Best way to turn a massive 5" cookie into a massive 2" cookie?

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Forum topic by Pete Tevonian posted 05-31-2010 05:28 AM 1478 views 0 times favorited 7 replies Add to Favorites Watch
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Pete Tevonian

78 posts in 2946 days

05-31-2010 05:28 AM

Topic tags/keywords: slab cookies siberian elm question router

We had a 60’ Siberian Elm taken down on our property, of which I’ve retained 330 bd ft as lumber, and two large-to-giant cross-sections of the trunk. One of the cookies, from the base of the trunk, measures 46” x 30” (roughly amoeba-shaped) and the other, from about 20’ up the main trunk is about 24” round. Both are 4” to 5” thick.

I’d love to make a coffee table out of the big one, but 5” thick is just too much. I want to cut it down to be thinner—maybe 2” thick when it’s all said and done—but I’m not sure of the best method. I’ve seen some folks recommend/use a router sled that can ride across a frame, to nibble away the wood to create a flat surface. That would seem fine for basic flattening of a rough slab but using that approach to cut away a 3” thickness of hardwood this wide/long seems like an endless task. Am I missing something?

My other thought was to create the same kind of sled, but for my circular saw. I would cut a cross hatching of 3” deep kerfs, and then going back with handsaw or chisel to chop out the remaining pins. But that’s a lot of end-grain sawing or chiseling. Is this an insane plan?

Who has a better method/idea? My first thought was to have the sawmill use a 50” chainsaw, but they weren’t confident the chainsaw wouldn’t mangle both pieces in the process…

Anyone successfully tackled a task like this?

Thanks in advance for any guidance!

-- Pete in Wilmette, IL

7 replies so far

View thatwoodworkingguy's profile


375 posts in 2958 days

#1 posted 05-31-2010 08:01 AM

Hand power plane?

-- ~Eagle America~ ~Woodcraft~

View Ger21's profile


1075 posts in 3159 days

#2 posted 05-31-2010 02:47 PM

Sorry for thee off topic post, but is the lumber any good? I’ve got 3 siberian elms that need to come down, and they’re pretty big. The last 2 I cut into firewood. Really, really nasty trees, btw.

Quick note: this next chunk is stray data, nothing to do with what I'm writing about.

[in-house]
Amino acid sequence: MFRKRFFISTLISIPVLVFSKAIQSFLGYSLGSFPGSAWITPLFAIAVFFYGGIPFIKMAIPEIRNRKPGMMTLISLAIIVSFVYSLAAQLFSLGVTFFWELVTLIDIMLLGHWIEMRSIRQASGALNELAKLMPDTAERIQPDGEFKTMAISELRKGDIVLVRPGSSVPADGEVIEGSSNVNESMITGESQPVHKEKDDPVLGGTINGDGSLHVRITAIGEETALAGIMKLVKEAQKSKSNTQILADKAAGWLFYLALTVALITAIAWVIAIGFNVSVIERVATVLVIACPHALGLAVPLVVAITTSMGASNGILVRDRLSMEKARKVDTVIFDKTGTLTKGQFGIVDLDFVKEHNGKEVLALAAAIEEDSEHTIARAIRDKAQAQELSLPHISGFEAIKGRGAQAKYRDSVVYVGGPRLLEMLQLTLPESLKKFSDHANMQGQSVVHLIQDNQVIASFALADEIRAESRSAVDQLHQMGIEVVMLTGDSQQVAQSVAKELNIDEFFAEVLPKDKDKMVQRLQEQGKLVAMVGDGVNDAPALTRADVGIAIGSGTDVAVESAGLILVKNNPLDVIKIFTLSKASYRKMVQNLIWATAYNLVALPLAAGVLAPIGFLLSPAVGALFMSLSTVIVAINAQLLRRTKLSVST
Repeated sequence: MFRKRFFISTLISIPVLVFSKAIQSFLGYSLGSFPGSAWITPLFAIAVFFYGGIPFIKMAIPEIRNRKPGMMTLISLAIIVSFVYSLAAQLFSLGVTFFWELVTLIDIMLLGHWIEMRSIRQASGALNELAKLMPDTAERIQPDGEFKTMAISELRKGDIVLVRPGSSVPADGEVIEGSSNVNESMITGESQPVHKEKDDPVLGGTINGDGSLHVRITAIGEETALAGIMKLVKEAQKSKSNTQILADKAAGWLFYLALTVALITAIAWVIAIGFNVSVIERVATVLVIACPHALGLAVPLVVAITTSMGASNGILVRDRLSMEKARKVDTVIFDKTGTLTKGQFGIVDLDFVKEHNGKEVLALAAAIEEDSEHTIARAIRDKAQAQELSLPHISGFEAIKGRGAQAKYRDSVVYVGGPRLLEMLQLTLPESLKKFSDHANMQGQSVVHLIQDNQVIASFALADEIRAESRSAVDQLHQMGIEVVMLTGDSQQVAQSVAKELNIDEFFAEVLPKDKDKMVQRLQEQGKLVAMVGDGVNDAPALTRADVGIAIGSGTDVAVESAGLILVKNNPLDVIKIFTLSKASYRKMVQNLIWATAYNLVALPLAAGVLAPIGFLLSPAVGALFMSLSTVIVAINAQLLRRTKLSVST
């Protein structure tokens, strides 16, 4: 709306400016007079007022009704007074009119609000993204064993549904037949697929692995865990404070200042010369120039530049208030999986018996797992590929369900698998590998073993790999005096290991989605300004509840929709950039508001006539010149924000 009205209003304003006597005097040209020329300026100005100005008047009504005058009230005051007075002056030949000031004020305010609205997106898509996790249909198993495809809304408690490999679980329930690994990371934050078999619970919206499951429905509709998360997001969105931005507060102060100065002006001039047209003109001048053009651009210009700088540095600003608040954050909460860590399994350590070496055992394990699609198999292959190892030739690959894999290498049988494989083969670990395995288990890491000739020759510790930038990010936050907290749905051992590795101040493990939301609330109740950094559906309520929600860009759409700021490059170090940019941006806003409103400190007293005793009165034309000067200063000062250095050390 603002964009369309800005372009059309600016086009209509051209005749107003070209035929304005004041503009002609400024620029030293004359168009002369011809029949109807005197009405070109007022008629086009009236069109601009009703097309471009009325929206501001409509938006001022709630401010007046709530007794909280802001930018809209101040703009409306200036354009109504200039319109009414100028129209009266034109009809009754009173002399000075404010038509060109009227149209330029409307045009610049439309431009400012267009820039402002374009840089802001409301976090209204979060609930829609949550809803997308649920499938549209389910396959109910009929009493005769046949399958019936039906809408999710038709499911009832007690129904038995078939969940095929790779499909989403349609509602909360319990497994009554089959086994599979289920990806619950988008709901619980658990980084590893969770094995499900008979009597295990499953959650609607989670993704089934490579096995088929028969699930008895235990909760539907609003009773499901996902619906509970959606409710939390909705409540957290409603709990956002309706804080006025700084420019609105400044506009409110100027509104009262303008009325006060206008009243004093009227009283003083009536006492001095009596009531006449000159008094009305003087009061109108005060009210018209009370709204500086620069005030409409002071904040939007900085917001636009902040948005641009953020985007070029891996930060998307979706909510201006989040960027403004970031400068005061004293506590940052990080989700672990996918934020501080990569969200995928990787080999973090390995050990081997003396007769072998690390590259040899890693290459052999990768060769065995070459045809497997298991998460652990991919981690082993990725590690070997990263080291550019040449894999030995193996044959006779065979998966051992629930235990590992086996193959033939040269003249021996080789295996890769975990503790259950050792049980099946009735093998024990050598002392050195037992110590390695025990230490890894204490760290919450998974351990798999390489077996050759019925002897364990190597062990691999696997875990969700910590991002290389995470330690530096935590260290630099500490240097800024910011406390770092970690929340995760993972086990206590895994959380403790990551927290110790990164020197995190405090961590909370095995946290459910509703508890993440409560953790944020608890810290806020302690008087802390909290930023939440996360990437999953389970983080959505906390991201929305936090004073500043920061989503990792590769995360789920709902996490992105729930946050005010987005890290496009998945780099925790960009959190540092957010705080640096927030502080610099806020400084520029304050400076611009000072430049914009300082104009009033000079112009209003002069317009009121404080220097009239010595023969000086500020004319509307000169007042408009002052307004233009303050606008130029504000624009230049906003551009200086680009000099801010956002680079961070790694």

Someone with a 5ft CNC router could do it for you, but it would probably cost at least $200.

-- Gerry,

View bent's profile


311 posts in 3697 days

#3 posted 05-31-2010 03:15 PM

i’ve got a couple of walnut pieces like that (45” diameter x 6” thick). i found an old 2 man saw at an auction that was in perfect shape for $10. my plan is to make a jig to guide the blade so i can get nice straight cut down the middle. then i’ll clean up the faces with a router sled. i’m not sure if this will work, but it’s what i’ve got planned for some future project.

View richgreer's profile


4541 posts in 3102 days

#4 posted 05-31-2010 03:31 PM

FWIW – I happen to own an old 2-man buck saw. I used it once just to see how well it would cut. I was impressed. I think bent’s idea of using a 2 man saw with a jig to guide is a great idea.

If you can find a 2-man saw, I advise you clean up the rust as best you can and put a lubricant on the sides. I also advise you to sharpen the saw well before you start and you may want to stop and sharpen again half way through.

By the way – You and someone else will get a good workout.

-- Rich, Cedar Rapids, IA - I'm a woodworker. I don't create beauty, I reveal it.

View tyskkvinna's profile


1310 posts in 3014 days

#5 posted 05-31-2010 05:32 PM

I second Hersaf! They have some great, great cutters and I have a couple of the ones Rick linked to… they would definitely do the job pretty easy.

-- Lis - Michigan - -

View Pete Tevonian's profile

Pete Tevonian

78 posts in 2946 days

#6 posted 05-31-2010 06:36 PM

Thanks for the great feedback.

The bandmill is, I think, the preferred option—clean cut and very little effort. The only trouble is finding on big enough and convenient enough. If I were in Vermont or North Carolina, I doubt it would be that tough, but in the Chicago suburbs they may be more scarce.

I thought of the two-man saw, I just wonder about the effort to get it sharpened and then who I could bribe to man the other handle. That may be a lot of pizza and beer. I’ll look around to see if I can find a saw and sharpening option that’s cost effective.

I’m not clear on the Her-Saf cutters option. I understand they are insert router bits, but wouldn’t I need many many passes to remove the amount of material I’m talking about? As a finishing/flattening tool, that sounds like a good option, though I have a hankering to put my new Low Angle Jack plane through its paces.

And finally, I have two gallons of Pentacryl for preserving the wood, once it’s cut down. I’ve heard wondrous stories about its magical powers to reduce wood shrinkage/splitting. I’m excited to see if they can possibly be true.

-- Pete in Wilmette, IL

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Pete Tevonian

78 posts in 2946 days

#7 posted 07-07-2010 06:22 PM

As a followup to this topic: I took the thick cookies to the sawmill and had them use their 50” chainsaw on them. The chainsaw is mounted with a guide rail on two posts that are attached to the chainsaw’s bar. The rail then rides along an aluminum ladder that is nailed to the wood slab. So basically, the chainsaw can float along at a set distance away from the ladder, but staying parallel. Then two operators, one holding the saw handle and one holding the post at the end of the chainsaw bar, can guide the saw through the slab.

End result: A nice 2.5” thick slab with mostly flat and parallel faces.

-- Pete in Wilmette, IL

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